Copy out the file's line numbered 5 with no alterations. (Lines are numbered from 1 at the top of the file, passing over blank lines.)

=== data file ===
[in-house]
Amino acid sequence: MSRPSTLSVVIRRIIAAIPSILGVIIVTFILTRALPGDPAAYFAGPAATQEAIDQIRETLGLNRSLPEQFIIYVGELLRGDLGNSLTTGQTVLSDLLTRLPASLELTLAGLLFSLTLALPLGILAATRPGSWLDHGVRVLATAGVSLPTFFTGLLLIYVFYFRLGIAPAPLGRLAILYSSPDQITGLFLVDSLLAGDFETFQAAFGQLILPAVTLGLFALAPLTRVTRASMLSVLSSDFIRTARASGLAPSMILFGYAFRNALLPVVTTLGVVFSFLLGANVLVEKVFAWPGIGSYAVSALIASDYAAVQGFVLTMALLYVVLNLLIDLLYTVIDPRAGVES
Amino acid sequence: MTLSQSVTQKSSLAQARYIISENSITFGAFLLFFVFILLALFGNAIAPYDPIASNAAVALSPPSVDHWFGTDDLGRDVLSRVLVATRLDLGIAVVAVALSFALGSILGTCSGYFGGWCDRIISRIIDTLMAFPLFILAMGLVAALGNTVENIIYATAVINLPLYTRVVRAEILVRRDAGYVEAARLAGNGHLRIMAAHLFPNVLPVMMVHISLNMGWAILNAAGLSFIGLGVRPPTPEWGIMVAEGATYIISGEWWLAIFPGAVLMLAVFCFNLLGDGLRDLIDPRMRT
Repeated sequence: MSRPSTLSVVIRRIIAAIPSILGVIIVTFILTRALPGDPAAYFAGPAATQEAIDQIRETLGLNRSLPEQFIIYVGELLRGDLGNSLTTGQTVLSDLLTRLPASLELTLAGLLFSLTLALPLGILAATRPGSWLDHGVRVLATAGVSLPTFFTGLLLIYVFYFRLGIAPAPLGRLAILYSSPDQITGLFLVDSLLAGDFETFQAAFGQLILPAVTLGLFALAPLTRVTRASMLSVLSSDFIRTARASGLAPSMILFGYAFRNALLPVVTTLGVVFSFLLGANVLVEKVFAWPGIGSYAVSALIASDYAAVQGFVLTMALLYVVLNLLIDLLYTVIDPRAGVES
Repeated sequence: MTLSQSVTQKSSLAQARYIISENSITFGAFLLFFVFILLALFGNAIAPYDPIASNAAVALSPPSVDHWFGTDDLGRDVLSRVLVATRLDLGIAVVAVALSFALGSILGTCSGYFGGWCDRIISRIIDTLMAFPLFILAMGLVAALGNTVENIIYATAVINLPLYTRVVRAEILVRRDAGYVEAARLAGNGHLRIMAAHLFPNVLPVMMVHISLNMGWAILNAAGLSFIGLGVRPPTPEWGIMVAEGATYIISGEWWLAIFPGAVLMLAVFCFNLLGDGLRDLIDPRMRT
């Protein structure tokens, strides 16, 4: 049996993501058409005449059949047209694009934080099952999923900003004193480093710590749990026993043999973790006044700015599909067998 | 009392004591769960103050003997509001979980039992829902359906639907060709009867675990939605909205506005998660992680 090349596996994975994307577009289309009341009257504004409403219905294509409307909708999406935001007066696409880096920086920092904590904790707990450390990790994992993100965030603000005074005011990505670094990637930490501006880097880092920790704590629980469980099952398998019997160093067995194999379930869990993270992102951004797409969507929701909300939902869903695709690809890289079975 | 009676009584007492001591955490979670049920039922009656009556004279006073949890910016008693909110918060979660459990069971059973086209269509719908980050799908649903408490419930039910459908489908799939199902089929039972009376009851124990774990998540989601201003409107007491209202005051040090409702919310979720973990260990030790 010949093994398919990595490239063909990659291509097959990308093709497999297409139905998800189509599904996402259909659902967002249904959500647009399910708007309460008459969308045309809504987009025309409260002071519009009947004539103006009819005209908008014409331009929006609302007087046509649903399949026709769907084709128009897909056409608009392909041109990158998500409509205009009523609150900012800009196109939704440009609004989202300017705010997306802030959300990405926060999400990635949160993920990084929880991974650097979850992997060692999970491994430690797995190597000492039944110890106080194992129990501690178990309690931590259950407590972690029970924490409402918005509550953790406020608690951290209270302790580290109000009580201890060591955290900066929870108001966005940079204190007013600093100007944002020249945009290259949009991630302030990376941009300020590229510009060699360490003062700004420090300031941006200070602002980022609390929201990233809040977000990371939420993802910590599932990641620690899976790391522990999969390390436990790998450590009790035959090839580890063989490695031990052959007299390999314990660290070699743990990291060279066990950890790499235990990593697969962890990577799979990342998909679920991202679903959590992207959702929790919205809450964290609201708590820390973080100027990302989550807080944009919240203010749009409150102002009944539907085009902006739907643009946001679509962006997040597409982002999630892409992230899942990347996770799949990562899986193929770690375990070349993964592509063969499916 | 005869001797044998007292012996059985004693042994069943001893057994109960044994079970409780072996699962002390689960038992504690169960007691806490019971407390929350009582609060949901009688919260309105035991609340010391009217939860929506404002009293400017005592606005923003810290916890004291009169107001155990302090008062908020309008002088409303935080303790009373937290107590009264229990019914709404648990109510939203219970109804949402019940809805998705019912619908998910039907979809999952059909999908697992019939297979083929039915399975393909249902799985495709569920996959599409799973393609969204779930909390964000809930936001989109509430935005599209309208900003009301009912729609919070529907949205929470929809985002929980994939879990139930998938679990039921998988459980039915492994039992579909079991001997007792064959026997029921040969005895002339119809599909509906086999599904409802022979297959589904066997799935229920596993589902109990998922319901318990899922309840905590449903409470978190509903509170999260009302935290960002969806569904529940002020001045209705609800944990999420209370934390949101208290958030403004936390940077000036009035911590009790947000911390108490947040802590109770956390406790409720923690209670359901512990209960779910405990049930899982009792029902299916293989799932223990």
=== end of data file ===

Repeated sequence: MTLSQSVTQKSSLAQARYIISENSITFGAFLLFFVFILLALFGNAIAPYDPIASNAAVALSPPSVDHWFGTDDLGRDVLSRVLVATRLDLGIAVVAVALSFALGSILGTCSGYFGGWCDRIISRIIDTLMAFPLFILAMGLVAALGNTVENIIYATAVINLPLYTRVVRAEILVRRDAGYVEAARLAGNGHLRIMAAHLFPNVLPVMMVHISLNMGWAILNAAGLSFIGLGVRPPTPEWGIMVAEGATYIISGEWWLAIFPGAVLMLAVFCFNLLGDGLRDLIDPRMRT